Capitalism and consumerism, in conjunction with the decline of religious faith, have manifested themselves as a contemporary social and economic consensus. Social environments and our constructed self-image demand certain attitudes of consumption as representations of our being – it’s a matter of belief. Shopping turns into a daily ritual, modern myths are constructed by advertising, and morals become part of the shopping list in a present-day sale of indulgences. This publication on the subject comprises essayistic examinations by different authors of the construction of consumerism as a secularised kind of faith. Photographs take a visual approach to the discourse, unsettling the viewer with their provocative disharmony of contents and aesthetics.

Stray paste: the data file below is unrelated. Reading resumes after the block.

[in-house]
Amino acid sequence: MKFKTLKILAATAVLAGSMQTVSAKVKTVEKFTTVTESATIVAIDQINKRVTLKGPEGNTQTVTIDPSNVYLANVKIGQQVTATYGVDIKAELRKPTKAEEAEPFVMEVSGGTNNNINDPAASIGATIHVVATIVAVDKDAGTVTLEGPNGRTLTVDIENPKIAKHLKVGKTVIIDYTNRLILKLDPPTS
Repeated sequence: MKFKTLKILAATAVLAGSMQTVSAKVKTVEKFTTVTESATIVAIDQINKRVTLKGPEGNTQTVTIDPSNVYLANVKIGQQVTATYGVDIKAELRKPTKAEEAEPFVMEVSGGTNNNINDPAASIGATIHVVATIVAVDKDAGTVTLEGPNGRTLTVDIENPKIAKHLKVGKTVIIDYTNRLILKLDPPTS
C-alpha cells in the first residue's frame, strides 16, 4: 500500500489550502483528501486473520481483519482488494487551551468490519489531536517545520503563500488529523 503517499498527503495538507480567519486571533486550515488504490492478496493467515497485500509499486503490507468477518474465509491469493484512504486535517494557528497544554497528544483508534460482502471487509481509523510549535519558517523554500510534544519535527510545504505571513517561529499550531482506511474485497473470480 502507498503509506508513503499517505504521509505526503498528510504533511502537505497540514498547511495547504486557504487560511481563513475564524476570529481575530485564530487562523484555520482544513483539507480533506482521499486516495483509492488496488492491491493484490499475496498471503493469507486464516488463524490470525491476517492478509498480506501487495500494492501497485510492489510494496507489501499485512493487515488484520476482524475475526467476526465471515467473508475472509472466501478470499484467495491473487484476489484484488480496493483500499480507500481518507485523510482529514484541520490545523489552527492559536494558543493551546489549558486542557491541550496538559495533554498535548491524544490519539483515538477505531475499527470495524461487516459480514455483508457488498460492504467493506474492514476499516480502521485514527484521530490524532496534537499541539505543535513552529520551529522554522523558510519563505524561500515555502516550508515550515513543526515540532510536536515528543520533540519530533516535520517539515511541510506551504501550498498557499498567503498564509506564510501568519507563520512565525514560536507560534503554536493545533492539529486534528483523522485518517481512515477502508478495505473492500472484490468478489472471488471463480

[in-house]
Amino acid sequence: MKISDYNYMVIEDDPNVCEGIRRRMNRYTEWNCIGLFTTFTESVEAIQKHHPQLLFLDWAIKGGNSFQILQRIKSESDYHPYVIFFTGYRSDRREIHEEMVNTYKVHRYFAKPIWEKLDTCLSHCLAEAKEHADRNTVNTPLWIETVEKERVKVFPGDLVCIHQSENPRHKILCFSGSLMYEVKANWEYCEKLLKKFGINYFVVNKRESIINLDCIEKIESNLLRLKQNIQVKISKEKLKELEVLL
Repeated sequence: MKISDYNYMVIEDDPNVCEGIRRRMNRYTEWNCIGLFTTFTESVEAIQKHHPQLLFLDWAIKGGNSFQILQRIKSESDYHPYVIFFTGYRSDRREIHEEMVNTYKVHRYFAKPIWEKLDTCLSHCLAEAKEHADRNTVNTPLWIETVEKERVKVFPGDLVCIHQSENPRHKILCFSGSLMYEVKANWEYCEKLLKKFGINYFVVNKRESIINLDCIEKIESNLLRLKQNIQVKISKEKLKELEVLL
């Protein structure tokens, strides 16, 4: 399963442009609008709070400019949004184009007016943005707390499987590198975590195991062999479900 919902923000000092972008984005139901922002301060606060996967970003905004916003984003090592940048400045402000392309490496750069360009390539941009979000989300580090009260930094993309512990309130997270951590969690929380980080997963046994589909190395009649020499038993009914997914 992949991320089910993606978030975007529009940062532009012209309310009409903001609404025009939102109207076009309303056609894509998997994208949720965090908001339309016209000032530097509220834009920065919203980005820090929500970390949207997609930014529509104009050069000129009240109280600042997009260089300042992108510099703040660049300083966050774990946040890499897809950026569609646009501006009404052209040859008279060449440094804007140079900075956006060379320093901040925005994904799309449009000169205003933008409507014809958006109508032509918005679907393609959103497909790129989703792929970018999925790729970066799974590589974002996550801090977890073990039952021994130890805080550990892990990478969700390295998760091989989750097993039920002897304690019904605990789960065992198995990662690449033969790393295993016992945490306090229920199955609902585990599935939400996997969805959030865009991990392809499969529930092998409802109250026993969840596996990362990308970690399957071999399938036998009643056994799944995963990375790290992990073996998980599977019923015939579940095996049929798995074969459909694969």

The jury was impressed by the considered approach, the accompanying analysis of the visual codes established in cultural history and the independently developed methodology which was used to create a new and controversial visual language. A subject that is both complex and relevant has been translated into surprising and fascinating images, embedded in a coherent editorial concept.